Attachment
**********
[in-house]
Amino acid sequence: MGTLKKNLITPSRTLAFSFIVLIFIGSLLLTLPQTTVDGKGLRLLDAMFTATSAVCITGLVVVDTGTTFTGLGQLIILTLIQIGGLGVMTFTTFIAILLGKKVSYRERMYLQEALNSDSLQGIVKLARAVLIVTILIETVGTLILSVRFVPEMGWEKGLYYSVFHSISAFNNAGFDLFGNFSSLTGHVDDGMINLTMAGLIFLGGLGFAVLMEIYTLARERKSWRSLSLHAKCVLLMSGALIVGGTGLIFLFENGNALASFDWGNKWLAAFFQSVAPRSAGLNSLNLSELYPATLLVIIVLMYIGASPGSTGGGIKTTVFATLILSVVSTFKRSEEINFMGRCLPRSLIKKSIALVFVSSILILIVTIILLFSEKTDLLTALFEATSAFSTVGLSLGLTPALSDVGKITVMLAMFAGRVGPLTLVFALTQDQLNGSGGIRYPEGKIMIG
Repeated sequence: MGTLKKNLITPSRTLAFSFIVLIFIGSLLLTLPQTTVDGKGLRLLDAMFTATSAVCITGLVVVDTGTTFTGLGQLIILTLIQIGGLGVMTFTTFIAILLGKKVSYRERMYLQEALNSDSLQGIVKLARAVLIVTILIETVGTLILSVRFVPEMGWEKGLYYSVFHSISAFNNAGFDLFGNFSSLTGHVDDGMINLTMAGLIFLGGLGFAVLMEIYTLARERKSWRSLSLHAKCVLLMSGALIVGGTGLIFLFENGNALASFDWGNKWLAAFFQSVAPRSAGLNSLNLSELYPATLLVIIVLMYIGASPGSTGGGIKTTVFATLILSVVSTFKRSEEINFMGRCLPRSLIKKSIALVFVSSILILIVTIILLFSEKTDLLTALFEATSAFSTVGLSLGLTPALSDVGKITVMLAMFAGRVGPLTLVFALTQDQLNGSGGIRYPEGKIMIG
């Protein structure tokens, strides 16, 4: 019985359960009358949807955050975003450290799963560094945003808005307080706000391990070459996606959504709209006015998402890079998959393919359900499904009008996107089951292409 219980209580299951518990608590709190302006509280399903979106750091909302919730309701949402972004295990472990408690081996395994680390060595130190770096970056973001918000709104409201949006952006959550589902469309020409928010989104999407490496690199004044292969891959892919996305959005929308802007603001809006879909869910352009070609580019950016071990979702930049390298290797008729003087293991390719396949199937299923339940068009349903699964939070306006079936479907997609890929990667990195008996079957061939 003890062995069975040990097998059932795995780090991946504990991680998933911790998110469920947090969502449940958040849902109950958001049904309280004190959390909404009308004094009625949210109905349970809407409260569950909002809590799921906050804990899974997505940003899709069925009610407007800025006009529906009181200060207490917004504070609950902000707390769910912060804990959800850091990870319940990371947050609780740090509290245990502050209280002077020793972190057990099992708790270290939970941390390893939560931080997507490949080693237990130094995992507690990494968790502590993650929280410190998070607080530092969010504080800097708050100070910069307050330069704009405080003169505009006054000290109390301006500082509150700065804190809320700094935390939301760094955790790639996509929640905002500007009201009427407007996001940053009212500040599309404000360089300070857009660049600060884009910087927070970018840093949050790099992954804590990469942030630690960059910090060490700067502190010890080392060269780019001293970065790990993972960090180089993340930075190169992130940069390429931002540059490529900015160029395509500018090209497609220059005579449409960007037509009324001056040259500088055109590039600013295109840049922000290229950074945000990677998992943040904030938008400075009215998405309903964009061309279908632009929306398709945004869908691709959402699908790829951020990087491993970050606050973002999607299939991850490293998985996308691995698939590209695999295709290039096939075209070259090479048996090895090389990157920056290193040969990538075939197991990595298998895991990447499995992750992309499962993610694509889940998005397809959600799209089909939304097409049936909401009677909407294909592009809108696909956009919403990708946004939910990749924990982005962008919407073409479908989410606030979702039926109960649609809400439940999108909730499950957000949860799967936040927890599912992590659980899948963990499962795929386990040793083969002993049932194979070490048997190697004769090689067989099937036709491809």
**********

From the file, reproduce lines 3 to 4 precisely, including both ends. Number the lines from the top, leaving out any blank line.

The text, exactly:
Repeated sequence: MGTLKKNLITPSRTLAFSFIVLIFIGSLLLTLPQTTVDGKGLRLLDAMFTATSAVCITGLVVVDTGTTFTGLGQLIILTLIQIGGLGVMTFTTFIAILLGKKVSYRERMYLQEALNSDSLQGIVKLARAVLIVTILIETVGTLILSVRFVPEMGWEKGLYYSVFHSISAFNNAGFDLFGNFSSLTGHVDDGMINLTMAGLIFLGGLGFAVLMEIYTLARERKSWRSLSLHAKCVLLMSGALIVGGTGLIFLFENGNALASFDWGNKWLAAFFQSVAPRSAGLNSLNLSELYPATLLVIIVLMYIGASPGSTGGGIKTTVFATLILSVVSTFKRSEEINFMGRCLPRSLIKKSIALVFVSSILILIVTIILLFSEKTDLLTALFEATSAFSTVGLSLGLTPALSDVGKITVMLAMFAGRVGPLTLVFALTQDQLNGSGGIRYPEGKIMIG
């Protein structure tokens, strides 16, 4: 019985359960009358949807955050975003450290799963560094945003808005307080706000391990070459996606959504709209006015998402890079998959393919359900499904009008996107089951292409 219980209580299951518990608590709190302006509280399903979106750091909302919730309701949402972004295990472990408690081996395994680390060595130190770096970056973001918000709104409201949006952006959550589902469309020409928010989104999407490496690199004044292969891959892919996305959005929308802007603001809006879909869910352009070609580019950016071990979702930049390298290797008729003087293991390719396949199937299923339940068009349903699964939070306006079936479907997609890929990667990195008996079957061939 003890062995069975040990097998059932795995780090991946504990991680998933911790998110469920947090969502449940958040849902109950958001049904309280004190959390909404009308004094009625949210109905349970809407409260569950909002809590799921906050804990899974997505940003899709069925009610407007800025006009529906009181200060207490917004504070609950902000707390769910912060804990959800850091990870319940990371947050609780740090509290245990502050209280002077020793972190057990099992708790270290939970941390390893939560931080997507490949080693237990130094995992507690990494968790502590993650929280410190998070607080530092969010504080800097708050100070910069307050330069704009405080003169505009006054000290109390301006500082509150700065804190809320700094935390939301760094955790790639996509929640905002500007009201009427407007996001940053009212500040599309404000360089300070857009660049600060884009910087927070970018840093949050790099992954804590990469942030630690960059910090060490700067502190010890080392060269780019001293970065790990993972960090180089993340930075190169992130940069390429931002540059490529900015160029395509500018090209497609220059005579449409960007037509009324001056040259500088055109590039600013295109840049922000290229950074945000990677998992943040904030938008400075009215998405309903964009061309279908632009929306398709945004869908691709959402699908790829951020990087491993970050606050973002999607299939991850490293998985996308691995698939590209695999295709290039096939075209070259090479048996090895090389990157920056290193040969990538075939197991990595298998895991990447499995992750992309499962993610694509889940998005397809959600799209089909939304097409049936909401009677909407294909592009809108696909956009919403990708946004939910990749924990982005962008919407073409479908989410606030979702039926109960649609809400439940999108909730499950957000949860799967936040927890599912992590659980899948963990499962795929386990040793083969002993049932194979070490048997190697004769090689067989099937036709491809």